A labor strike has brought production to a halt for Kia Motor Company and its affiliate Hyundai Motor Company. On Sunday, the automakers announced that labor disputes at a supplier’s facilities had led to parts shortages for some SUV models.
In a statement, Huyndai announced that the production stoppage was caused by a May 18 labor strike at Yoosung Enterprise Company which makes engine components for the two South Korean automakers as well as Renault SA, Ssangyong Motor and General Motors Company.
Yoosung reportedly makes about 70 percent of the piston rings used by Hyundai-Kia in the Santa Fe and Sportage SUVs as well as the Sonata and K5 sedans.
Supply shortages have also affected production o f the Kia Carnival SUV at Kia’s Sohari plant and Hyundai’s Tucson ix and Veracruz SUVs at the Ulsan facilities since last Friday.
In a statement released today, Hyundai’s U.S. unit said the potential affect of the shutdown on the U.S. market is unknown. The statement said, “Hyundai Motor America is in close contact with Hyundai Motor Company concerning the supplier strike in Korea. At this time it is not clear what impact this may have on production of cars being built for the U.S. market in Korea. We will continue to closely monitor the situation.”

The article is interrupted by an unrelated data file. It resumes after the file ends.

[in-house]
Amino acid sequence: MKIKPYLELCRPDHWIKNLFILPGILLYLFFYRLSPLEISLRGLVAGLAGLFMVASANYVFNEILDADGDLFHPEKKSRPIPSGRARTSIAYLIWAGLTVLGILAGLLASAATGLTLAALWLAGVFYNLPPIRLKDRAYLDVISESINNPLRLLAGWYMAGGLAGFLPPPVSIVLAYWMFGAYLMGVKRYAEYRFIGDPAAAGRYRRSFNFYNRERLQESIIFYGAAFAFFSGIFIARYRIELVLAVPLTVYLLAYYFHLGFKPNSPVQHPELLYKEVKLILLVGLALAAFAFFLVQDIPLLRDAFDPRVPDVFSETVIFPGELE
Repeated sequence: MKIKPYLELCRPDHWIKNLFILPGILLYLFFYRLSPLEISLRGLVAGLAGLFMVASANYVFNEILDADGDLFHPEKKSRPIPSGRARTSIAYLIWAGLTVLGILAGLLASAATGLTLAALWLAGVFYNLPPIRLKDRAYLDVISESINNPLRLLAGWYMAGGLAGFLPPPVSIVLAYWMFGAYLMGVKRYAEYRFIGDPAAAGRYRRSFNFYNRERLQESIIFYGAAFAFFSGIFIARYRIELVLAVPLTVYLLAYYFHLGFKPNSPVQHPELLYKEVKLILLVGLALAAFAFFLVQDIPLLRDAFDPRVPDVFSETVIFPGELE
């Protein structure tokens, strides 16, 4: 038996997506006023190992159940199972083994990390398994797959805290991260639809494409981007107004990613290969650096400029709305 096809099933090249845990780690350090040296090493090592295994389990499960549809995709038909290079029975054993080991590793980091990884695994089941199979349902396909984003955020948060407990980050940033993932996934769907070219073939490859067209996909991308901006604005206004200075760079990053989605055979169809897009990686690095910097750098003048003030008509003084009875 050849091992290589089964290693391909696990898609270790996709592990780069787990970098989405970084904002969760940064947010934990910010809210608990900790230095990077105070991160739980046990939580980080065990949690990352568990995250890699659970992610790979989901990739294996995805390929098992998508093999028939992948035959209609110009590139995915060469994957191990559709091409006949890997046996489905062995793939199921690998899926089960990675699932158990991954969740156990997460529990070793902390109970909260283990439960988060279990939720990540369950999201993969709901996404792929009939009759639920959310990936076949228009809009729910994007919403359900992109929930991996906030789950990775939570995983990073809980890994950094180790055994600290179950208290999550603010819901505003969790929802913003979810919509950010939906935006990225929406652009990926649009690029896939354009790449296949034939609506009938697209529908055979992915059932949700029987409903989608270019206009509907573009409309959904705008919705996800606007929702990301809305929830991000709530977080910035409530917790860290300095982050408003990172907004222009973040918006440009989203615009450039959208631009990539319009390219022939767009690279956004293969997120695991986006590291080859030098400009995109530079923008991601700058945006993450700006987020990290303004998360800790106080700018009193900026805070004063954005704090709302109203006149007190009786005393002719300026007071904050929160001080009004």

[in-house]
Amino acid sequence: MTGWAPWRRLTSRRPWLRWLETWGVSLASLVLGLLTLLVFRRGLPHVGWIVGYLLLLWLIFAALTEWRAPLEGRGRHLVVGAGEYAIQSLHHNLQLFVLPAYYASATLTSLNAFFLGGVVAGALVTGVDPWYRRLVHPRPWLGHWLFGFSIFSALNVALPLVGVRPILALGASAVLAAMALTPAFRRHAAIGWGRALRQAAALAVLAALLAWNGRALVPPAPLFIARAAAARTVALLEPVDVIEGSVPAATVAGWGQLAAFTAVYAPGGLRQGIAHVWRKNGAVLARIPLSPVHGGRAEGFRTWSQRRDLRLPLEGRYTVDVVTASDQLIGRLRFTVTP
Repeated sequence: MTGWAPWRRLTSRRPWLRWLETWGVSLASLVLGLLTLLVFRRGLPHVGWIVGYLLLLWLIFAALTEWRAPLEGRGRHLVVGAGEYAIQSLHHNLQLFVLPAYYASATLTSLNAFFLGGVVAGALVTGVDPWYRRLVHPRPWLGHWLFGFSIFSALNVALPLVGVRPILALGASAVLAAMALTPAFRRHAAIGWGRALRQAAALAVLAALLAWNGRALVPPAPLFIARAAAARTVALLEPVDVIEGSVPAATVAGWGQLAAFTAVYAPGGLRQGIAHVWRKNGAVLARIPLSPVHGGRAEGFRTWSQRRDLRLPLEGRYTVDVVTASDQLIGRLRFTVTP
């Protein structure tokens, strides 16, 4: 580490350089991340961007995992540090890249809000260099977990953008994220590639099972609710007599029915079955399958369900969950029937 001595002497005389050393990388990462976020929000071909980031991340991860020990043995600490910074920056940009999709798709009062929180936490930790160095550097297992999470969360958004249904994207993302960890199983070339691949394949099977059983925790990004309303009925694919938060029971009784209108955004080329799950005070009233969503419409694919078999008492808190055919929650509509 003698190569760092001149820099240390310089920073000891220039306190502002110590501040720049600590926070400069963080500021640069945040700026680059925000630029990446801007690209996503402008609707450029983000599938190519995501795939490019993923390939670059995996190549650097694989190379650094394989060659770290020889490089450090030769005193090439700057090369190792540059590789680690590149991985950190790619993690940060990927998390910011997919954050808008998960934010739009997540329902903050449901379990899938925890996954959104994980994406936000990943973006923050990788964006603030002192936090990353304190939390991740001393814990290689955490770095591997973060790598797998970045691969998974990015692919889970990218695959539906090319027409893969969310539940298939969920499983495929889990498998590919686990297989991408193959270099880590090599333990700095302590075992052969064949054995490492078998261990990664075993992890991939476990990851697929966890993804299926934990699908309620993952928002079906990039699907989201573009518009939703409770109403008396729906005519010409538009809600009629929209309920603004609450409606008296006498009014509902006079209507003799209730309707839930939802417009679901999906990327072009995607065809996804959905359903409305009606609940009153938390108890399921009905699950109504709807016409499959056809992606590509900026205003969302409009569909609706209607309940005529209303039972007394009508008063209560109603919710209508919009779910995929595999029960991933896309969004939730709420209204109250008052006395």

The statement also warned, “Our engine inventory will start to dry up on May 24, after which a production disruption will be inevitable for all of our passenger and commercial vehicles except for some small models.”
Spokesman Chris Hosford said he does not have specific information about which U.S.-exported models could be affected by the shortages.
Over the past year, about 77 percent of the Hyundai vehicles sold in the U.S. were built here. The popular Sonata mid-size sedan and Elantra compact sedan are both made at Hyundai’s Montgomery, Alabama plant. The Hyundai Santa Fe and Kia Sorento crossovers are made at Kia’s West Point, Georgia plant.
General Motors’ and Renault’s Korean units have also warned that the labor strike could affect their output unless the situation is resolved in a timely manner.
A spokesperson for Renault Samsung Motors said, “Yoosung supplies all of the camshafts used in our SM5 2.0 models. We have an inventory of four days, but a prolonged strike could affect our production.”
A spokesperson for GM Korea said, “Yoosung’s piston rings account for around 50 percent of the parts used in our engines. There will be no major impact on production this week. But we are closely monitoring the situation.”
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